his latest novel, The Kill List, Frederick Forsyth
has come full circle. He returns to the formula that made
him a classic political thriller writer, using his journalistic
instincts to make his stories relevant and realistic.
The reader can draw upon similarities between his first novel,
The Day of the Jackal, and his latest, The Kill
List. Both books were influenced by real life events.
The Jackal is hired to kill French President Charles De Gaulle
while President Obama chooses which terrorists shall live
and which shall die from "a kill list." Both books
go into great detail about the worldwide hunt for the antagonist.
The intense plot of The Kill List has ex-Marine,
special operative Kit Carson, whose alias is "The Tracker,"
assigned to hunt down and kill an Islamist extremist known
as "The Preacher." This terrorist was put on "the
kill list" after he radicalized a number of Muslims in
the US and England to carry out assassinations, one of which
was Carson's father, a retired Marine General. What makes
the task even more difficult is that the identification and
location of The Preacher is hidden in a morass of intricate
computer defenses. Among those who are recruited to help find
the terrorist are a teen-age boy with Asperger's syndrome,
an expert in the use of computers, and an Israeli agent imbedded
It appears that Forsyth wanted to give a heads up to those
Marines who were killed in the US bombing in Lebanon in 1983.
He stated, "This Hezbollah fanatic drove a truck into
the US Marine barracks, causing a horrendous explosion. A
Marine witness kept saying about the Arab terrorist, 'he was
smiling.' I believe this was the first time that the West
got an inkling of the mindset of these Jihadists. They are
happy to go because they have either been convinced or convinced
themselves that they are going into paradise. I made my hero
a US Marine Colonel, a patriotic man who fought for his country
in the Special Forces. He has now become a man hunter of a
vicious killer. My model for the antagonist was the Islamic
cleric, Anwar al-Awlaki, who preached violent jihad on the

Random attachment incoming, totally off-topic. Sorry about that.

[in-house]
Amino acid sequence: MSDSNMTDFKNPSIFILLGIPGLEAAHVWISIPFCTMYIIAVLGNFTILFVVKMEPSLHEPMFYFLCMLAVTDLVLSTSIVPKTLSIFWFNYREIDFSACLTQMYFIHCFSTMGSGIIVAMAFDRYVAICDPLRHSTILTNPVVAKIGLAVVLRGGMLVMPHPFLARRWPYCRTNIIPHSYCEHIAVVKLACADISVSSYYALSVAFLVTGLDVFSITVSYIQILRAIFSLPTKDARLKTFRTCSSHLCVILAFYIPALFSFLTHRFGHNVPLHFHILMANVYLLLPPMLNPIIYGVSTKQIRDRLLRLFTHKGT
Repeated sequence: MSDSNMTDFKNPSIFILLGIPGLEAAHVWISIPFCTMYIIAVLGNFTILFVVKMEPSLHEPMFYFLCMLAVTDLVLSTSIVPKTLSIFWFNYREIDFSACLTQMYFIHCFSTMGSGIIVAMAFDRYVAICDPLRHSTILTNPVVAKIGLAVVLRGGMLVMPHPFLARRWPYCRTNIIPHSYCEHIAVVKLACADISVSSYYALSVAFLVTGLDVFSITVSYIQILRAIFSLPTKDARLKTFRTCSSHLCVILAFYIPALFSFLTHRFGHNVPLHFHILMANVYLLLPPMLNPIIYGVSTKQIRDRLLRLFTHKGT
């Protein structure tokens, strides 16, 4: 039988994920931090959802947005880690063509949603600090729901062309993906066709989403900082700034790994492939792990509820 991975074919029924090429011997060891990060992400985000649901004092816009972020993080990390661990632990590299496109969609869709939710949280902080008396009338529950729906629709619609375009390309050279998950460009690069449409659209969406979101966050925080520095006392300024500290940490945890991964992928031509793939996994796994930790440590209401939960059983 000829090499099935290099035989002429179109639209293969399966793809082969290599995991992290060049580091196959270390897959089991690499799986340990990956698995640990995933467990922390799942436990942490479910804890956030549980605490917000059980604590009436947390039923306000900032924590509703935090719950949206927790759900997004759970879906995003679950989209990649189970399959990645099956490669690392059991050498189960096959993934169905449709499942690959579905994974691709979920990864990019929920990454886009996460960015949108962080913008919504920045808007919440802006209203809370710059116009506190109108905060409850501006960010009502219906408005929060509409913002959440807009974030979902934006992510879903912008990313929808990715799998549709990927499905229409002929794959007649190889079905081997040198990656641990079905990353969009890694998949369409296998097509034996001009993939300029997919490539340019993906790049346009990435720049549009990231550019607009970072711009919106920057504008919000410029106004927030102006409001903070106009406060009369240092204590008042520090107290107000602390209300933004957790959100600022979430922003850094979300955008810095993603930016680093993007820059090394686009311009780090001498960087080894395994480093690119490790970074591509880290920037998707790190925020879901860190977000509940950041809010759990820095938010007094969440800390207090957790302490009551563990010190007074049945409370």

Internet, and was killed in a drone strike."
Another interesting fact is the relevancy of a quote from
The Day of the Jackal, "A fanatic prepared to
die himself in the attempt is always the most certain method
" Readers should remember this book
was first published in 1971, thirty years before 9/11. The
author seems to make the point in The Kill List when he writes,
"Then came 9/11 and the West woke-up at last."
Forsyth explained, "I have been accused of seeing the
future. But people forget that 9/11 was not the beginning.
Al Qaeda was working against the US eight years before. There
were the two lethal bombings in Africa in 1998, the virtual
destruction of the USS Cole, and the bombings in Saudi Arabia.
Within this period the US did not wake up. It appeared the
forces that be were asleep."
Forsyth has meticulously researched his book. It is strong
on insider knowledge about the military, high tech espionage,
the existence of a government agency, Technical Operations
Support Activity (TOSA), and the thinking of terrorists. Since
he started writing this book three years ago, it appears he
was aware of information before it became public. Anyone paranoid
about Edwin Snowden's revelations should read this book because
the author explains in detail about the secret government
organization, TOSA, whose job is to find and eliminate terrorists
on "the kill list," and how easy it is to infiltrate
a computer system. A quote from the book, "It took forty-five
minutes for the entire database to be sucked out and "imaged"
into the duplicate, then put back without leaving any trace."
He also gave a heads up that the latest book will be made
into a Hollywood movie. Unfortunately, he loses all creative
control so it will be left up to the writer and director to
decide how the plot will be implemented.
The Kill List shows how governments use all means
available to win the war on terrorism and hunt down the jihadists.
It contains topical issues that face the US and England today.
Through a very entertaining story, Forsyth is able to give
details of the processes, organizations, and equipment needed
to find the terrorists.